Some more photos of museum exhibits: Sword frog for attachment to saddle. Not sure if officer or other ranks' version, probably private purchase, with a later repair / replacement retainer strap. Reservistenkrug - Bierkrug or Humpen - so called Bier-Stein for a reservist of the 5. Eskadron from 1906-1909, names of reservists on two sides, much regimental decor with cavalry and horse scenes depicting the uniform, extremely rare to find to this regiment. A parade plume for officers - white with a black root, "Reiherfeder" with a silver coloured Manschette or Tulle (sleeve or nozzle), old repair to base? Valued today at around 1500 Euros! This was normally stored in a specially made cardboard tube with lids to both ends, a so-called Transportbehälter.
  48. 1 point
    Yes, there are just some items you can never replace, once you have parted with them. I hope to keep items like this as long as possible. The above item was purchased in the early 1980s at an Arms Fair in London. You just don't find quality like this anymore. Luckily these items have all stayed in their original condition. When I think of the items I saw in East Berlin a few years back, completely decayed and shrunken.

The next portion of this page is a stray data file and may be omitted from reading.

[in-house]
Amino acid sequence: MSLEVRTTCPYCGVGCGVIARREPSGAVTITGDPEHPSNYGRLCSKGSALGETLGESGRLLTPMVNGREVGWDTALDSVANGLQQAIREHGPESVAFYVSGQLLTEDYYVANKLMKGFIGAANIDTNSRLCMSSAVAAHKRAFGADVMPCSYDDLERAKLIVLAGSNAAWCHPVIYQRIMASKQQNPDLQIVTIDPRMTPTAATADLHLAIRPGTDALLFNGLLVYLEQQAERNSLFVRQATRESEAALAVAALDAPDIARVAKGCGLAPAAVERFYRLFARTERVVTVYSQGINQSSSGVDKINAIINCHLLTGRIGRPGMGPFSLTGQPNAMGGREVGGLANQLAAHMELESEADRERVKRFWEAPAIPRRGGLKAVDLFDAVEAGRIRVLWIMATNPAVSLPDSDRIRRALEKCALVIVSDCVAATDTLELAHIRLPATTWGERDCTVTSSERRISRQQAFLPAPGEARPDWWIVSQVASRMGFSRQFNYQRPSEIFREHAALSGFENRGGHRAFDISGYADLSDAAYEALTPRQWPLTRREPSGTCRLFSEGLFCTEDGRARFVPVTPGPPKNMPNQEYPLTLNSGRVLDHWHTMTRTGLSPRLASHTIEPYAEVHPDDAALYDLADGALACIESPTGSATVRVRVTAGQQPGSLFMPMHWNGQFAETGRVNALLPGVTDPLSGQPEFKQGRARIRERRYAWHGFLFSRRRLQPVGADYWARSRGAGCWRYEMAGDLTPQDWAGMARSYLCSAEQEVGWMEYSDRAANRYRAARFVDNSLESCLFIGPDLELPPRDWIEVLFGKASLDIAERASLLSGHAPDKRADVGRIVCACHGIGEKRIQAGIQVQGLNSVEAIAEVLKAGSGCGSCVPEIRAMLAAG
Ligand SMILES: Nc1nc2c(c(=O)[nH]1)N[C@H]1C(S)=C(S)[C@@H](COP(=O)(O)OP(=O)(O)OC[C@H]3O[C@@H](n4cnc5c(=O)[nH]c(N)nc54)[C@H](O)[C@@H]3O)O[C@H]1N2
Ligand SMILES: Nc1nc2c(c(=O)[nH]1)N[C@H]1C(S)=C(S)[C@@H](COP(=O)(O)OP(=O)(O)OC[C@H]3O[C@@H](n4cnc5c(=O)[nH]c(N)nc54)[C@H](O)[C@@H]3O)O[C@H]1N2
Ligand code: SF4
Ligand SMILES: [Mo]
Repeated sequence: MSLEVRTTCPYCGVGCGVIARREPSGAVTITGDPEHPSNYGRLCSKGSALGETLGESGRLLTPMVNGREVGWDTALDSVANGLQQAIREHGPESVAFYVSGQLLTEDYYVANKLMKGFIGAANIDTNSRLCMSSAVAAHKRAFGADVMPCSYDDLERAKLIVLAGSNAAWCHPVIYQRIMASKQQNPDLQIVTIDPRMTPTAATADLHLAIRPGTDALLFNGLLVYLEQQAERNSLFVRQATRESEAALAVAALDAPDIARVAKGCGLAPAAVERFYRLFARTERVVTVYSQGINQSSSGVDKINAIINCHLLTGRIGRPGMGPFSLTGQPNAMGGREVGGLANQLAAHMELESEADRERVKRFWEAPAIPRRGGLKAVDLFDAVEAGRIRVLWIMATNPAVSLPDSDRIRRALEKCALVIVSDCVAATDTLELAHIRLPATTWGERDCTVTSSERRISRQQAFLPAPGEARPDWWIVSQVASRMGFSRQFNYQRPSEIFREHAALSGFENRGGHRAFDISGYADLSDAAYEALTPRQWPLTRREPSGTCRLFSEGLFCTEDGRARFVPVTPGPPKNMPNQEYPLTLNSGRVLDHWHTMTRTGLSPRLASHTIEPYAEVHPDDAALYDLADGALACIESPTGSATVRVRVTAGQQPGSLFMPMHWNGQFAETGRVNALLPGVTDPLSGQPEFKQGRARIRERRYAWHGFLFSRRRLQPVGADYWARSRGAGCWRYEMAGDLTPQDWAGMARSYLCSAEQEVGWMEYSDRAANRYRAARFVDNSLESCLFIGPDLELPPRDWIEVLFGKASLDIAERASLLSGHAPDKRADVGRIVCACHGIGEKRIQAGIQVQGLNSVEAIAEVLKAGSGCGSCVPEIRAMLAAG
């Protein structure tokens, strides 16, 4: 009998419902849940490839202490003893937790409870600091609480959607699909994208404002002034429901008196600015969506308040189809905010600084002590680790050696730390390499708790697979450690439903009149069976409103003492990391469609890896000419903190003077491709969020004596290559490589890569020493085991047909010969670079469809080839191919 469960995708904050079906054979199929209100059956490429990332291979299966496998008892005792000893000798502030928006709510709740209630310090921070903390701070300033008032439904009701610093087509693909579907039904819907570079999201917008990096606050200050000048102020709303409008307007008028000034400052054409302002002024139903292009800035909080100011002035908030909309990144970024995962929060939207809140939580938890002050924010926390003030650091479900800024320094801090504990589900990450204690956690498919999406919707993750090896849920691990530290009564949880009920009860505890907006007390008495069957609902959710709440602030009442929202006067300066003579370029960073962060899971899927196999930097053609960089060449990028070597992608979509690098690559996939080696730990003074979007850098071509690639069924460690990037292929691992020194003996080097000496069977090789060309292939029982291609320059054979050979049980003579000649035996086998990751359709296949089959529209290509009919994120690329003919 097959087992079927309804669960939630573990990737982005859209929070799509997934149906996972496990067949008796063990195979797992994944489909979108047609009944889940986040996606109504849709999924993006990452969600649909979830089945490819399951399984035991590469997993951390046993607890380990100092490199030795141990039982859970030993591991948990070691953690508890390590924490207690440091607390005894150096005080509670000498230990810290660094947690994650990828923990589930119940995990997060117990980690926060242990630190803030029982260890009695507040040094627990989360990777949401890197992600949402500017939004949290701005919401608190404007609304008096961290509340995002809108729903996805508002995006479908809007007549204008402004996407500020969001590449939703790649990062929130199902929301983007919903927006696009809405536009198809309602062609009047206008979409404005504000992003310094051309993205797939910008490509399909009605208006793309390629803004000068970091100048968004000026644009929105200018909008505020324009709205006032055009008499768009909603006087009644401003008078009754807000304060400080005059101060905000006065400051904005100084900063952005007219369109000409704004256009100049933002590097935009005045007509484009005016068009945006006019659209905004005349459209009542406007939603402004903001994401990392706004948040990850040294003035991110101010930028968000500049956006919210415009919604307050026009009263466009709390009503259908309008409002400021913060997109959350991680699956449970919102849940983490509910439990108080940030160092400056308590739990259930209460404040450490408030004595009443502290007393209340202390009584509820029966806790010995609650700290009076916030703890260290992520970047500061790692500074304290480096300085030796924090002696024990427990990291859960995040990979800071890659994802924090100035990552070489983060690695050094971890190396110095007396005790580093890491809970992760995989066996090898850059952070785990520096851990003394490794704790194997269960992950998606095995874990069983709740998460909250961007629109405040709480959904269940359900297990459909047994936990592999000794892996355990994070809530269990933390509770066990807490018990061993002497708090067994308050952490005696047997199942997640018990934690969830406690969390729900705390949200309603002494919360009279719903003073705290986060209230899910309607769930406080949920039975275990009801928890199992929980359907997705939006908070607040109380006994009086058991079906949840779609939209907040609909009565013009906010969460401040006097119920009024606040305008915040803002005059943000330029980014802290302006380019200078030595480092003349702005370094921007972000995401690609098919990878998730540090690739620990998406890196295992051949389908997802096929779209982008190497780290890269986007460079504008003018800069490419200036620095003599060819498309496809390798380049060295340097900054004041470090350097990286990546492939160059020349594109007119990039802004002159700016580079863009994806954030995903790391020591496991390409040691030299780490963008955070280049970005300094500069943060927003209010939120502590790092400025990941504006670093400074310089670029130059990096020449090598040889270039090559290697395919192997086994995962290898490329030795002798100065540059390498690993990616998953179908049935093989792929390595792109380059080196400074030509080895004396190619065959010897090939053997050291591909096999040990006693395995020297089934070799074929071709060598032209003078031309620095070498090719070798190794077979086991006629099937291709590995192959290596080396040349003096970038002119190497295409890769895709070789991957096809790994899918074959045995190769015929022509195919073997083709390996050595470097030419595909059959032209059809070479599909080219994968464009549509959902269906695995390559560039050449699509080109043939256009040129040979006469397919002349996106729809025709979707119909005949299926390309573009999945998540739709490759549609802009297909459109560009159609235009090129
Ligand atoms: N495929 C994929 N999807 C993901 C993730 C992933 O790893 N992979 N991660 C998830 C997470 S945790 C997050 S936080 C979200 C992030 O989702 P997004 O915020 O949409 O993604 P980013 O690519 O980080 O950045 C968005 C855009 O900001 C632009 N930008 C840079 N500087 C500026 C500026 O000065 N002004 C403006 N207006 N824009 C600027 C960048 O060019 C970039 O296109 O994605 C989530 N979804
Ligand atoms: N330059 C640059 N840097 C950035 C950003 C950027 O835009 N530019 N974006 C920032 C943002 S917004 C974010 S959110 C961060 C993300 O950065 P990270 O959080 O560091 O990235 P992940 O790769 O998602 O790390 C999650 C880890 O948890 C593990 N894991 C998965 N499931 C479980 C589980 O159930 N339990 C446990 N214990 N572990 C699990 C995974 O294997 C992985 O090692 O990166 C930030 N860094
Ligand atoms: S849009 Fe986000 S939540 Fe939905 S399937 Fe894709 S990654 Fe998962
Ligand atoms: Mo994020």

49. 1 point
    Henschel & Sohn of Kassel was a well known Manufacturer of heavy industrial and railroad equipment, especially locomotives and large dock cranes. Because of the size and weight of the Tiger 1 and Tiger 2 tanks, Henschel was considered to be the ideal Manufacturer having all the facilities needed to produce such a heavy vehicle, Henschel also had a fine engineering staff and a complete vehicle test facility they also produced Panthers along side the Tiger 1 production due to heavy demand for Panthers, but were the sole Manufacturer of the Tiger 1 & Tiger 2 ( King Tiger ). Here are some photo's taken inside the Henschel factory. Pic.1 the production line pic 2 attaching the turret pic 3 near ready condition pic 4 completed and parked in courtyard at side of offices. pic 5 & 6 being loaded onto special railcar at Henschel plant. pic 7 & 8 posters.
  50. 1 point
    i have some old german bank notes and other small cards notgelds i believe, going to have a look at them for stamps.